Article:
Has your oral surgeon recommended orthognathic surgery to correct your jaw? You may have never heard this term before until your doctor informed you it was necessary to correct any irregular formation of your jawbone. The jaw is an important part of your oral health, as it serves as the main security for your teeth. Jaw surgery can also improve your overall appearance. If you have tried orthodontics to correct your bite or severely misshapen teeth, jaw surgery may be the next step. Here is what you need to know:
Why Would You Need Jaw Surgery?
There are several benefits to getting jaw surgery. If your bite is not aligned or is severely asymmetrical, jaw surgery can reconstruct your alignment. This is ideal for those with underbites, overbites, and crossbites. If your mouth does not close completely or if you cannot put your lips together, this surgery is also an ideal option. For those who suffer from the temporomandibular joint disorder, commonly known as TMJ, surgery can bring you some relief as well. Sleep apnea, difficulty swallowing or chewing, or consistent breakdown of the teeth due to improper alignment are also common reasons to go ahead with orthognathic surgery.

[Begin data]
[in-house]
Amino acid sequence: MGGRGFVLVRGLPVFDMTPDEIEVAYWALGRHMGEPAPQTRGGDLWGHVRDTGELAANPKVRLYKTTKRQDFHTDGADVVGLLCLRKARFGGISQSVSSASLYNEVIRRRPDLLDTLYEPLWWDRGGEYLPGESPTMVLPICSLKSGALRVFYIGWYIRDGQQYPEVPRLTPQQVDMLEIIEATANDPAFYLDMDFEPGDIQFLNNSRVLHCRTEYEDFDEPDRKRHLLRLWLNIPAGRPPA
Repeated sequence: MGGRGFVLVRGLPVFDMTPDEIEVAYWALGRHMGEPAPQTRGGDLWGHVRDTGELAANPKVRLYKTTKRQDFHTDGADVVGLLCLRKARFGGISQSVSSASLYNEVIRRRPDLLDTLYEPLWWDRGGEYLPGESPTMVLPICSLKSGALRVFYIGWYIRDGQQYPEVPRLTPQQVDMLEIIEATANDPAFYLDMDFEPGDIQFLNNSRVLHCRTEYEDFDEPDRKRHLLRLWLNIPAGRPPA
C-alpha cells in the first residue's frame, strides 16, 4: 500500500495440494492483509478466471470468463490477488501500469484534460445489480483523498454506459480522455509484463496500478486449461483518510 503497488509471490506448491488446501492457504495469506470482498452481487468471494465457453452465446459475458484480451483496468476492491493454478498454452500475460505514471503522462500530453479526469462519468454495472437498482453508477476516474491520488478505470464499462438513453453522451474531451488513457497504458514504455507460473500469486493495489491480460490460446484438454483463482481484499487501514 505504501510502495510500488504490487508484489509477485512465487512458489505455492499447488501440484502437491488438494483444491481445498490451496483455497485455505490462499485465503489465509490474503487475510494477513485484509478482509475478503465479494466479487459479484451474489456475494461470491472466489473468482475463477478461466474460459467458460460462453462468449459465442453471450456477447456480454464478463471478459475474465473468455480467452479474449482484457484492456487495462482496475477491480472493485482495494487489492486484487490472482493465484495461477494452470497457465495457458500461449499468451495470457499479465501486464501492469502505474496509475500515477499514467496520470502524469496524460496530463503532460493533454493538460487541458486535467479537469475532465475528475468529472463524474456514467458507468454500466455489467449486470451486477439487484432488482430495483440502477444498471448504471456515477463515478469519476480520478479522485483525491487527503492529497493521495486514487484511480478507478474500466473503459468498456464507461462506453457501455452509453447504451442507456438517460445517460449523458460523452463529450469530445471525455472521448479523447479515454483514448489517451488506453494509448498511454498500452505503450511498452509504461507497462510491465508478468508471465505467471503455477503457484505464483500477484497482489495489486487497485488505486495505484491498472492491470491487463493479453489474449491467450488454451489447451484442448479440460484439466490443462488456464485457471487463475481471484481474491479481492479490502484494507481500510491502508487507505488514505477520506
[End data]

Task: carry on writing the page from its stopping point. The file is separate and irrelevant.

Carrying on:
Is Jaw Surgery Risky?
No surgery is without risks but is generally safe when performed by a qualified oral surgeon. However, there are a few risks you need to know about, such as possible infection, loss of blood, and potential bone loss. There is also a chance the jaw could go back to its original position after the surgery. You may suffer some nerve damage and some jaw pain after the procedure. In addition, there might also be a need for further dental treatment to repair the damage done to any teeth during the procedure. Keep in mind the probability of these risks occurring are low, but still possible.
What Happens When You Get Jaw Surgery?
The best way to prepare for jaw surgery is to fully understand what will happen. Prior to the surgery, you will have a series of tests, including CAT scans to see the current position of the jaw. On surgery day, you will check in to the hospital. The surgery will take place under general anesthesia. You will not have incisions on the outside of your face in most cases as the surgery will take place inside the mouth. The surgeon will cut the jawbone and place them into the proper position. Wires, screws, and bone plates may be sued to hold the jaw in its new position. Over time, these elements will integrate into the bone itself. Your surgeon may even want to utilize your own bone from the hip or leg if you need additional structure.Share